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The big selling point behind Disney’s latest feature isn’t that is employs old-fashioned, hand-drawn animation techniques.

Neither is it Disney’s much-ballyhooed return to the Mouse House’s fairytale roots.

The real push involves the heroine, Disney’s first African-American “princess.” Whether this is social progress or opportunism is debatable.

What can be said for certain is that “The Princess and the Frog” is a lively, entertaining feature that young girls will fall in love with right along with the rest of their family.

This Americanized re-imagining of the classic tale involves a young woman named Tiana (voiced by Anika Noni Rose from “Dreamgirls”) who lives in New Orleans during the early years of the Jazz Age.

Tiana is a poor but hard-working waitress and cook who dreams of one day opening her own restaurant. Naturally, there are considerable obstacles in her way.

As we learn in a breezy prologue, Tiana’s mother Eudora (Oprah Winfrey) is a seamstress who works making dresses and doll clothing for Charlotte (Jennifer Cody), the daughter of a wealthy businessman, Big Daddy La Bouff (John Goodman).

Tiana’s doting father James (Terrence Howard) had big dreams for his daughter, but he was a casualty of WWI.

Flash-forward a decade, and we see Tiana still working and saving her pennies for a down payment on a restaurant property. She hasn’t any time for fun.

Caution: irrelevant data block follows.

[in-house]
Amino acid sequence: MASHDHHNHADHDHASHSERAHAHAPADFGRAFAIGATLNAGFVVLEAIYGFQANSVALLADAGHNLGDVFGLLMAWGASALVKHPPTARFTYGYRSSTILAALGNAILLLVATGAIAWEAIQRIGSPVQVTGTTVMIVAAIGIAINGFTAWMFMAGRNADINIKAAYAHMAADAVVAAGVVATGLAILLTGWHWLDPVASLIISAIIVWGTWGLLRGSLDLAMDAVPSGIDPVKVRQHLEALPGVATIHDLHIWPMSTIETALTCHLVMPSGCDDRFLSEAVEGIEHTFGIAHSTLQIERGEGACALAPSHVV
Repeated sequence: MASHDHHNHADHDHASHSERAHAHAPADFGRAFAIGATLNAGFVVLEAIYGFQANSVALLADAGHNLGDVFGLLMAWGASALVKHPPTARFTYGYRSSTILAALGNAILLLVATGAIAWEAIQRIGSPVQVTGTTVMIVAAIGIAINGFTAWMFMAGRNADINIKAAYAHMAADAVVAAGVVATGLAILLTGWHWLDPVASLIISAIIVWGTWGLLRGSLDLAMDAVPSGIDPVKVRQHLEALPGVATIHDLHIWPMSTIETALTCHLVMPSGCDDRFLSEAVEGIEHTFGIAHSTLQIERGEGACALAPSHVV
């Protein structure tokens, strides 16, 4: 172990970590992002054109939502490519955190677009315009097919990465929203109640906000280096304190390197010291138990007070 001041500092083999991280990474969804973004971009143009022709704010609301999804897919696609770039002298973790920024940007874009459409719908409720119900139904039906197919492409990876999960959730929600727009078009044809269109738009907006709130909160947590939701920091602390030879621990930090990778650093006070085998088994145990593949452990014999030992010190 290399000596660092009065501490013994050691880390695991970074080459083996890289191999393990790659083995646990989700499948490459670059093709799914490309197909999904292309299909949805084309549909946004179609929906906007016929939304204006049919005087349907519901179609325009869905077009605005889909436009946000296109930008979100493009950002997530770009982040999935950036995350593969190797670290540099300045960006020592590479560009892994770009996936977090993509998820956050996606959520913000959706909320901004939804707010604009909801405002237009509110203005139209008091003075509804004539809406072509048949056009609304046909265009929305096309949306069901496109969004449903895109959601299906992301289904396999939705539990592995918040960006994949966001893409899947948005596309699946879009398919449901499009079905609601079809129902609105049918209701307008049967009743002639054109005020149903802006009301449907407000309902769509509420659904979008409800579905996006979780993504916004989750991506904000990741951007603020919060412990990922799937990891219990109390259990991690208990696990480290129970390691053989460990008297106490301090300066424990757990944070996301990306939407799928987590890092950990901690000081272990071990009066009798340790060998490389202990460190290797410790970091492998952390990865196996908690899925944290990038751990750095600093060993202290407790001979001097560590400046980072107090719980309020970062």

It just so happens that an opportunistic young European prince named Naveen (Bruno Campos) is visiting the Big Easy. Because of the curse put on him by a voodoo man named Dr. Facilier (Keith David), Naveen has become a frog.

Froggy Naveen manages to talk Tiana into a transformative smooch, but it backfires. Tiana becomes a frog and the reptilian twosome go off to find a magical swamp lady named Mama Odie (Jenifer Lewis) in an attempt to break the spell.

Randy Newman has penned nine toe-tapping tunes for this musical fantasy, and the cast members deliver them beautifully. David is particularly effective, making the evil Dr. Facilier and truly memorable baddie.

Naysayers will undoubtedly complain about a few politically incorrect elements of the story. In spite of being a hard worker, Tiana apparently needs a man in order to succeed…and he’s not African-American.

There are some stereotypical elements, too, but those concerns will probably be tempered by the goodwill that the movie generates.

Directors John Musker and Ron Clements (“The Little Mermaid”) have returned to form, and so has Disney. “The Princess and the Frog” will turn the other animation studios green with envy. (G) Rating: ****

* Avoid at all costs
** Only if you're bored
*** Good movie
**** Well worth your time
***** Be sure to see it

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